Downtime is not a luxury—it is a vital requirement of mental, emotional, and physical health. I see clients everyday that are stressed-out and overloaded, and virtually in all cases, they are not taking any downtime during their days to rest and rejuvenate. The results of this are everything from sleep problems and dissatisfaction with life, to burnout and significant health problems. Some resort to alcohol or drugs to cope with the stress, which only ends up making things worse.
Instead of going this route, make having downtime in your day, everyday, a priority, as important as eating and sleeping. Our bodies are built to only take so much on each given day. We only have so much energy (mental and physical), and after we reach our body’s limit, we start running on fumes, and that is what leads us to get overwhelmed and stressed-out.
“But I don’t have the time to take a break,” I here many of my clients say, “My schedule is just too busy.” You have to make the time. If your schedule is too busy, then you have to either cut something out that is less important, or reduce the amount of time you spend on some of your activities. I have never worked with a client who wasn’t able to cut back somewhere to add in downtime. It all depends on how high a priority it is to you. If something is important enough, you will find the time. Taking breaks everyday should be that important.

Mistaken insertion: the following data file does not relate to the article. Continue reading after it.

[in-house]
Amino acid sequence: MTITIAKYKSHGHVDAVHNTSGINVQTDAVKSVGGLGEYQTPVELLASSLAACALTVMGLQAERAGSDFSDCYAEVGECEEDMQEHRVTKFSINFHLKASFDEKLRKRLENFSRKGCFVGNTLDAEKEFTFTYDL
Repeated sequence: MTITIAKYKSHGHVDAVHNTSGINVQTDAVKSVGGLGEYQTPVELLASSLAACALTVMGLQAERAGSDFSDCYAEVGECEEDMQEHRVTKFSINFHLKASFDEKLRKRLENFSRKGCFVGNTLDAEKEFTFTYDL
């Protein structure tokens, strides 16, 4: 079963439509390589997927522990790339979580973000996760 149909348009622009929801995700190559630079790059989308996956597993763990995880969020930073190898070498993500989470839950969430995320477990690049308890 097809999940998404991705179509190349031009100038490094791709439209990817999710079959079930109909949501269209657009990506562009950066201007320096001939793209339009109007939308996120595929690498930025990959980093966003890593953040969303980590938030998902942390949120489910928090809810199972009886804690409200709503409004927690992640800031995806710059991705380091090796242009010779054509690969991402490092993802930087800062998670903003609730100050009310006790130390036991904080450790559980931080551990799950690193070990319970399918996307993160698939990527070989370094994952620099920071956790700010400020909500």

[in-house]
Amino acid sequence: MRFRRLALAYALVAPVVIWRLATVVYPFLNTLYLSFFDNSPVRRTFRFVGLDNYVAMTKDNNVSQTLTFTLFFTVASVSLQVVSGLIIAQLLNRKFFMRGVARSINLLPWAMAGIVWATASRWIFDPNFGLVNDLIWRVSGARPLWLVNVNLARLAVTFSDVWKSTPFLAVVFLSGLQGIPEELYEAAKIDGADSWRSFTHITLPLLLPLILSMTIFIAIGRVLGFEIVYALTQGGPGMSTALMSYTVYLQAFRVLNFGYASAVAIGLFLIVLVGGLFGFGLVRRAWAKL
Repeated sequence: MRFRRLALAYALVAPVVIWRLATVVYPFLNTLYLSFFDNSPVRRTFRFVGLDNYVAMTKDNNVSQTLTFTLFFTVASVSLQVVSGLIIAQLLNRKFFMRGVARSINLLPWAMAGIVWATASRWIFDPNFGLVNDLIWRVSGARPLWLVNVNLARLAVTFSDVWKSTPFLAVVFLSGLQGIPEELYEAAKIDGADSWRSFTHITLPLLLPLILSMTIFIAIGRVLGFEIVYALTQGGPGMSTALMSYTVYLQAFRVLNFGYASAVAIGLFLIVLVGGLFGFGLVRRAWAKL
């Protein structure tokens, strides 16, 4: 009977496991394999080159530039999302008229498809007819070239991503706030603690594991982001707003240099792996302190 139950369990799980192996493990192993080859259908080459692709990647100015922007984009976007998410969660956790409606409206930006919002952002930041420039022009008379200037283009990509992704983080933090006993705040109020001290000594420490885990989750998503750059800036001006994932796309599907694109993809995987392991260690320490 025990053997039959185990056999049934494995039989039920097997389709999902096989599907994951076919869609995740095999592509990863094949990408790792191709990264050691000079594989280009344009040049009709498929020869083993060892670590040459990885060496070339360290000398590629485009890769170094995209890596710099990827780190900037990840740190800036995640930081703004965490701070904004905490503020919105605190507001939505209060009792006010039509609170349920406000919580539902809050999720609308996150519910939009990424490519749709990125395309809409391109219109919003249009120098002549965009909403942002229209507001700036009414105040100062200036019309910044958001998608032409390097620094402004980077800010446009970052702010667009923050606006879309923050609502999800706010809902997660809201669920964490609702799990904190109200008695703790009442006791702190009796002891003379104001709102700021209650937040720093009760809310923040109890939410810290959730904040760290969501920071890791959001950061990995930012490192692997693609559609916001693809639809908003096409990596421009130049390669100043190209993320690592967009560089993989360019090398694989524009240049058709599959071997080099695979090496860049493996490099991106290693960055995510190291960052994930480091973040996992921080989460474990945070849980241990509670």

Downtime can be taken in many different ways, so you can make it fit your schedule. You can take short breaks throughout the day, take a longer break at the end of the day, or, ideally, a combination of both. Just taking a 5-minute break during the day can make a huge difference in your stress level. Step outside, stretch your body, breathe in some fresh air, have a snack, joke around with a co-worker, it doesn’t matter, as long as you get a breather.
At night, it is important to have some downtime before you go to sleep in order to wind down and let the stress of the day dissipate (this will also help you get a better night’s sleep). It’s also important to do something relaxing that you really enjoy. You’ve earned it (assuming you are working hard). It can be anything you find relaxing and enjoyable: watching TV or a movie, meditating, taking a bath, listening to music, going out to dinner, reading, doing a crossword puzzle, doing nothing, playing with the dog, playing with your partner, knitting, painting, the possibilities are endless.
On the weekends, it’s also important to plan downtime. Take a day trip, go to the beach, play a sport, go to an art festival, get a massage, go kayaking, hang out with friends. Use this time to refuel and enjoy the free time you’ve earned from working so hard during the week. Your body and mind will love you for it, and you will be much happier, and productive, when you return to work.
(Originally appeared on Examiner.com)